It's the hyperscalers' world and we're just living in it. By most any measure, the hyperscale service providers are ascendant in the industry across all levels.
New data from Synergy Research Group (SRG) found that hyperscale operators accounted for 33% of all spending on data center hardware and software in the first three quarters of 2019. That's an increase from 26% in the first three quarters of 2017 and from the 15% posted in the same timeframe in 2014.
Over the same time period, the total market has increase in size by more than 34%, primarily due to increased spending by the hyperscale providers.
By contrast, spending by service providers and enterprises has increased by a measly 6%, according to SRG.
The hyperscale spending is being driven by the continued robust growth in social networking and the strong demand for public cloud services. Enterprise spending has been under pressure due to the ongoing shift in workloads from private networks to the public cloud, according to SRG.
Hyperscale operators are the world's largest providers across various service sectors including infrastructure-as-a-service (IaaS), platform-as-a-service (PaaS), software-as-a-service, search engines, social networking and e-commerce.
SRG's data showed that total data center infrastructure equipment revenues, including both cloud and non-cloud, hardware and software, were $38 billion in the recent third quarter. Combined, servers, operating systems, storage, networking and virtualization software accounted for 96% of the data center infrastructure market, with the remainder coming from network security and management software.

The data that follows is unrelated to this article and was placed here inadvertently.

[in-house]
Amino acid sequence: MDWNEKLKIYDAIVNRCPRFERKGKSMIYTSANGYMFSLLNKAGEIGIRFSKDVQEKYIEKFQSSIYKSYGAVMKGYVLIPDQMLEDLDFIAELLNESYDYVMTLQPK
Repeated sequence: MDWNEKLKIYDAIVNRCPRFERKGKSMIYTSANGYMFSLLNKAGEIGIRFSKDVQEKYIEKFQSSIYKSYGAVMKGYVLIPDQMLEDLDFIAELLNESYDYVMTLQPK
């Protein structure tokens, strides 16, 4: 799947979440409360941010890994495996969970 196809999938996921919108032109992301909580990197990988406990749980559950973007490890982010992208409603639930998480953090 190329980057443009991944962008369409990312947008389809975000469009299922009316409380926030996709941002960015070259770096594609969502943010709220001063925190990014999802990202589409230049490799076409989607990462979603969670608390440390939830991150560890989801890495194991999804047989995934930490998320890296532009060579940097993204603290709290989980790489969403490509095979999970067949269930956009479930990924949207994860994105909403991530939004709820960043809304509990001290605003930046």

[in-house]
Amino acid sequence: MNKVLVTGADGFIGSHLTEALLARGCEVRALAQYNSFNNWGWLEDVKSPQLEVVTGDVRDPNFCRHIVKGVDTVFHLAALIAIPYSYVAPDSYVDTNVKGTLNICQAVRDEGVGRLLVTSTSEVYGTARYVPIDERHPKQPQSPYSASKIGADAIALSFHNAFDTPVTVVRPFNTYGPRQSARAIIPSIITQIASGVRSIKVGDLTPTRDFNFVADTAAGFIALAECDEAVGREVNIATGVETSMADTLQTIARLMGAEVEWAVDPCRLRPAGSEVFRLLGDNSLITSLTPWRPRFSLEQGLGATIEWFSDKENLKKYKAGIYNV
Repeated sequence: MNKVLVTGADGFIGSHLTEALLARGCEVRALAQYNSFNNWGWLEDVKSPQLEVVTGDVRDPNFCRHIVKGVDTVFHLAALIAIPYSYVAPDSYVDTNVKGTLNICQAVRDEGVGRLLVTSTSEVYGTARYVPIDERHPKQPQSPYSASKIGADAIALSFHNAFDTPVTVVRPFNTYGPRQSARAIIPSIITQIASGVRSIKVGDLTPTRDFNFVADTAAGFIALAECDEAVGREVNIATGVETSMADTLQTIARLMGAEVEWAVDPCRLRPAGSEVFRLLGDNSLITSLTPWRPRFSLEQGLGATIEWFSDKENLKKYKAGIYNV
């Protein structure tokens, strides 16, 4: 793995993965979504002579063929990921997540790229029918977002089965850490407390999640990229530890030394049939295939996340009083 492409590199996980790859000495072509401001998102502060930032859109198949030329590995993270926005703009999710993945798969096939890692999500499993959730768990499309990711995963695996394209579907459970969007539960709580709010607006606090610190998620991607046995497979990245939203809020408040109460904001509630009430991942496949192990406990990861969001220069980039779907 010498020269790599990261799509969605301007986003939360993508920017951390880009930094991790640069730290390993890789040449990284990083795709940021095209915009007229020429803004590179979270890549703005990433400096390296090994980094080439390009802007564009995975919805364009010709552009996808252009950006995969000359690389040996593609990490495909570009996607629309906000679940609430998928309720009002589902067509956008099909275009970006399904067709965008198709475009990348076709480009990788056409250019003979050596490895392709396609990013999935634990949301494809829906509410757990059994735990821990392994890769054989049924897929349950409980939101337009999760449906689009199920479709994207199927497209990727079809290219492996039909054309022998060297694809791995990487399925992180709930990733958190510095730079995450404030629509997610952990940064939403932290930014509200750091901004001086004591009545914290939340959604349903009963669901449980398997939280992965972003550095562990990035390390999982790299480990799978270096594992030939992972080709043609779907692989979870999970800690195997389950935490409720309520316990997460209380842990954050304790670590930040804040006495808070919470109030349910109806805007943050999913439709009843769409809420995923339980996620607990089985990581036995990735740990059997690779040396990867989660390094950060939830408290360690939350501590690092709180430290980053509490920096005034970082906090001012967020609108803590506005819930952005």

According to recent research by Dell'Oro Group, the worldwide server and storage systems market declined 2% in 2019 due to macroeconomic factors and declining commodity costs.
Dell EMC is the leader in both the server and storage revenue, according to both SRG and Dell'Oro Group, while Cisco was dominant in the networking sector.
Among the top vendors, SRG said Microsoft and VMware featured heavily in the vendor rankings due to their leadership status in server OS and virtualization applications, respectively.
Below those four, the other leading vendors in the market were HPE, Huawei, Inspur, and Lenovo. Among the major vendors, Inspur and Huawei chalked up the largest growth.
Original design manufacturers (ODM) were also represented in the rankings due to supplying hardware to the hyperscale providers, according to SRG.
“We are seeing very different scenarios play out in terms of data center spending by hyperscale operators and enterprises,” said John Dinsdale, a chief analyst at Synergy Research Group, in a statement. “On the one hand revenues at the hyperscale operators continue to grow strongly, driving increased demand for data centers and data center hardware. There is an ever-increasing number of hyperscale data centers, many of which continue to be expanded. Those huge data centers are crammed full of servers and other hardware, which are on a frequent refresh cycle.
"On the other hand we see a continued decline in the volume of servers being bought by enterprises. The impact of those declines is balanced by steady increases in server average selling prices, as IT operations demand ever-more sophisticated server configurations, but overall spending by enterprises remains almost flat. These trends will continue into the future.”
In October, SRG said hyperscale data centers hit a new high-water mark in the third quarter.
The number of hyperscale data centers increased to 504 at the end of the third quarter, which tripled the total from the beginning of 2013. The total number of data centers increased by 55 over the last four quarters, which marked a bigger increase than was seen in the previous four quarters, according to SRG.
Over the past four quarters, new data centers by likes of Google, Amazon Web Services, and Alibaba Cloud have been opened in 15 different countries with the U.S., Hong Kong, Switzerland and China having the largest number of additions.